The only nerd without a Y chromosome on our list, Dawn Weiner was played to perfection by Heather Matarazzo in Todd Solondz's disturbing indie Welcome to the Dollhouse. Dawn, better known as "Weiner Dog", struggles to find acceptance in a world where she just doesn't fit in. Her parents pay her no mind, the boy she likes doesn't even acknowledge her, and to make matters worse, the only person she ever manages to have a relationship is the local bully who threatens to rape her. Not exactly your prototypical movie nerd, but Weiner Dog still ranks up there for taking being an outcast to the extreme.
The quintessential 1980's coming-of-age flick, The Breakfast Club provides a cross-section of different social groups in American high schools. One of the film's five memorable stars Anthony Michael Hall's ubernerd, Brian. While Hall played his fair share of social outcasts in films like Sixteen Candles and Weird Science, the poor smart kid who tried to kill himself with a flare gun and has a girlfriend in the Niagra Falls area easily grabs the title of his best nerd performance. After being typecast by John Hughes like this for the better part of a decade, it's no wonder that Mr. Hall decided to get all buff for his comeback in the early 90's.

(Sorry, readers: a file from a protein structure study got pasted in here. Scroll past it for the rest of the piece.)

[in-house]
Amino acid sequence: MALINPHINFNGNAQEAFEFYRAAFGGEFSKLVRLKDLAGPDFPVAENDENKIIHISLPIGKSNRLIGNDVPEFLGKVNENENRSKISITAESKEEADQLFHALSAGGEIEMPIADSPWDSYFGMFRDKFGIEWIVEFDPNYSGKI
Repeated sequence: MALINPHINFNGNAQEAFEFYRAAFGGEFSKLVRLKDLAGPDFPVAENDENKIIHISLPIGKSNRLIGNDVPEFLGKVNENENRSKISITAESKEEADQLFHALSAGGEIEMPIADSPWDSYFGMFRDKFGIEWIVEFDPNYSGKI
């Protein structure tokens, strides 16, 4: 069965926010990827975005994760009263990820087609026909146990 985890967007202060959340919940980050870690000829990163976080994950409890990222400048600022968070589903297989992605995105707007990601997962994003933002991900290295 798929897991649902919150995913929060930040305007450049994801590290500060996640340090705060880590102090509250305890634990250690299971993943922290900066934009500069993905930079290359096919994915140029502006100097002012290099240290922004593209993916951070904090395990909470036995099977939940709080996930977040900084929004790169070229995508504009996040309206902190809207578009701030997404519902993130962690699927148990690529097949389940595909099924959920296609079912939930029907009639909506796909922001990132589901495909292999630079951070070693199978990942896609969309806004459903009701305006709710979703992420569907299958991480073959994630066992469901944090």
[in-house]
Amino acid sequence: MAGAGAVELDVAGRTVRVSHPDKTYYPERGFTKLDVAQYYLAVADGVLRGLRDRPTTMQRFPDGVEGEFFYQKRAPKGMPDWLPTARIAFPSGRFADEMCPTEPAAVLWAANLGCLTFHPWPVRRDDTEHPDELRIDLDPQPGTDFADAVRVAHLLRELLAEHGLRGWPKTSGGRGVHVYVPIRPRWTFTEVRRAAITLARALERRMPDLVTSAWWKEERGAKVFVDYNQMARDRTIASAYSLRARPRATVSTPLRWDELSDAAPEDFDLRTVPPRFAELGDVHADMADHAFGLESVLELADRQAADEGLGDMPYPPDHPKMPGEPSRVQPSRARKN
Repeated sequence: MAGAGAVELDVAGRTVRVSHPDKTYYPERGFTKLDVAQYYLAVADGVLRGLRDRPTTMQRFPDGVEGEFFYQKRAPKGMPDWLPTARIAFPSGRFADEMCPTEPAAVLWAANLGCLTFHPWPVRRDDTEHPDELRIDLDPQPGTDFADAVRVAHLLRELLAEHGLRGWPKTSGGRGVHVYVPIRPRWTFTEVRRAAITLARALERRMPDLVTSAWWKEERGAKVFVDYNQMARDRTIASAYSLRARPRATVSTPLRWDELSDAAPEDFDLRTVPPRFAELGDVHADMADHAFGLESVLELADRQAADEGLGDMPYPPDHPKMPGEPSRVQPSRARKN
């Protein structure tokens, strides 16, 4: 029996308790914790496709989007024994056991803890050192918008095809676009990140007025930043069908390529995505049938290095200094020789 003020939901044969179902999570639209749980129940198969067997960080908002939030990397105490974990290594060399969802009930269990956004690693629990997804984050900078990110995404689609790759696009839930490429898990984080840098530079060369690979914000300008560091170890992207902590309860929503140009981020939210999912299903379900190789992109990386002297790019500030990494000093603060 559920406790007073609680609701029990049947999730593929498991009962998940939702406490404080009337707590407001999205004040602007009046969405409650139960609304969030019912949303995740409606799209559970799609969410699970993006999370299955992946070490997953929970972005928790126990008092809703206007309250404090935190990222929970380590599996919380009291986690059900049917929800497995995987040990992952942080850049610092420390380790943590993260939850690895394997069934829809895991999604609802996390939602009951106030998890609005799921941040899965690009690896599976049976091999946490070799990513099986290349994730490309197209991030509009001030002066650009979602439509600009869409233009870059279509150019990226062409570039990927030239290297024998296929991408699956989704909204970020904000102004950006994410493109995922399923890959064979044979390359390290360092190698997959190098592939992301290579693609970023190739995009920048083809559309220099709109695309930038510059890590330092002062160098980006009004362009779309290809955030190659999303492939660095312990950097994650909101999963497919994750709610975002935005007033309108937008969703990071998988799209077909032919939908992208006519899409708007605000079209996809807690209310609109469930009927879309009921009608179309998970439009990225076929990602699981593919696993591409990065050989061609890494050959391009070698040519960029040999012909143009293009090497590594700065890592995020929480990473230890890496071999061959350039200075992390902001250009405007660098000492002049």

One of the most quotable movies ever made, and a film that will certainly ring familiar with anyone who's ever worked in an office or a restaurant, Office Space is remembered for its colorful cast of characters. One of the most memorable characters is the gangsta-rap loving computer dork who just so happens to share his name with one of the most milquetoast singers to ever sell out an arena. Michael, played by comedian Dave Herman, is not just any old nerd, mind you; he's a nerd with one hell of a temper. That temper flares up when the office printer goes on the fritz, and you can't even imagine the kind of language that pours out of his mouth when he meets the news of his firing. However, nothing compares to the angry remorse he feels when he's forced to say he's a fan of his namesake's music.